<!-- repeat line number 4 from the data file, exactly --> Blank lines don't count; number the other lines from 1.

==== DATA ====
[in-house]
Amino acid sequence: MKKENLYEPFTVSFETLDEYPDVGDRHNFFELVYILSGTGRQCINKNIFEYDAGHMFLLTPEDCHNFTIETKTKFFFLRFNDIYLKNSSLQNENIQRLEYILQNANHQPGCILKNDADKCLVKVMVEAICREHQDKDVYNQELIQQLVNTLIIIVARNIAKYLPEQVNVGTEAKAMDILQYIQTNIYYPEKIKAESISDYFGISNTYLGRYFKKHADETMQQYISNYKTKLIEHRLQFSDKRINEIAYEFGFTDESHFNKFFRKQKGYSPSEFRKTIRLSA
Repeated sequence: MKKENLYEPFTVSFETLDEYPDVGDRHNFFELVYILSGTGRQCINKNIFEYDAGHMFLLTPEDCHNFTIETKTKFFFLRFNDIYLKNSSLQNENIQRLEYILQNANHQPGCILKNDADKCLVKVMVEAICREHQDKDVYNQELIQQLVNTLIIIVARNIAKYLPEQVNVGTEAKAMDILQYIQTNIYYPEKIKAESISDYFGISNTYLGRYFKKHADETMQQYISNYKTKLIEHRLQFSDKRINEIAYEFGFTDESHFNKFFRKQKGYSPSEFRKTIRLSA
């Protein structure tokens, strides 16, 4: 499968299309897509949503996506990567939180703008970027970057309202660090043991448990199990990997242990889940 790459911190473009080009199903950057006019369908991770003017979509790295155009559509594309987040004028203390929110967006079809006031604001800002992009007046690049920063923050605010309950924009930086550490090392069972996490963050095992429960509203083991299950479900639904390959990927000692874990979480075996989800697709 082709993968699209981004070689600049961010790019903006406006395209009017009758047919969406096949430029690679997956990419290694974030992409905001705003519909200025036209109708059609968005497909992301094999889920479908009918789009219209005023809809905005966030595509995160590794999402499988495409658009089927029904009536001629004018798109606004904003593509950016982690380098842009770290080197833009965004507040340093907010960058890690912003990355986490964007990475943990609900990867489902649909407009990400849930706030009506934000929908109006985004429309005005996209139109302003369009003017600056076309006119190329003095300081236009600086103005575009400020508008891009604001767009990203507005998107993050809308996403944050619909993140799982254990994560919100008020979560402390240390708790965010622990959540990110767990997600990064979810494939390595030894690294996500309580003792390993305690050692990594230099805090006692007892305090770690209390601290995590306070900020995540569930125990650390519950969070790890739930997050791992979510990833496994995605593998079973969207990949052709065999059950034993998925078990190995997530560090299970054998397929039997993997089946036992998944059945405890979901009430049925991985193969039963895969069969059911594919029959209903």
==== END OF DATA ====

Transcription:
């Protein structure tokens, strides 16, 4: 499968299309897509949503996506990567939180703008970027970057309202660090043991448990199990990997242990889940 790459911190473009080009199903950057006019369908991770003017979509790295155009559509594309987040004028203390929110967006079809006031604001800002992009007046690049920063923050605010309950924009930086550490090392069972996490963050095992429960509203083991299950479900639904390959990927000692874990979480075996989800697709 082709993968699209981004070689600049961010790019903006406006395209009017009758047919969406096949430029690679997956990419290694974030992409905001705003519909200025036209109708059609968005497909992301094999889920479908009918789009219209005023809809905005966030595509995160590794999402499988495409658009089927029904009536001629004018798109606004904003593509950016982690380098842009770290080197833009965004507040340093907010960058890690912003990355986490964007990475943990609900990867489902649909407009990400849930706030009506934000929908109006985004429309005005996209139109302003369009003017600056076309006119190329003095300081236009600086103005575009400020508008891009604001767009990203507005998107993050809308996403944050619909993140799982254990994560919100008020979560402390240390708790965010622990959540990110767990997600990064979810494939390595030894690294996500309580003792390993305690050692990594230099805090006692007892305090770690209390601290995590306070900020995540569930125990650390519950969070790890739930997050791992979510990833496994995605593998079973969207990949052709065999059950034993998925078990190995997530560090299970054998397929039997993997089946036992998944059945405890979901009430049925991985193969039963895969069969059911594919029959209903």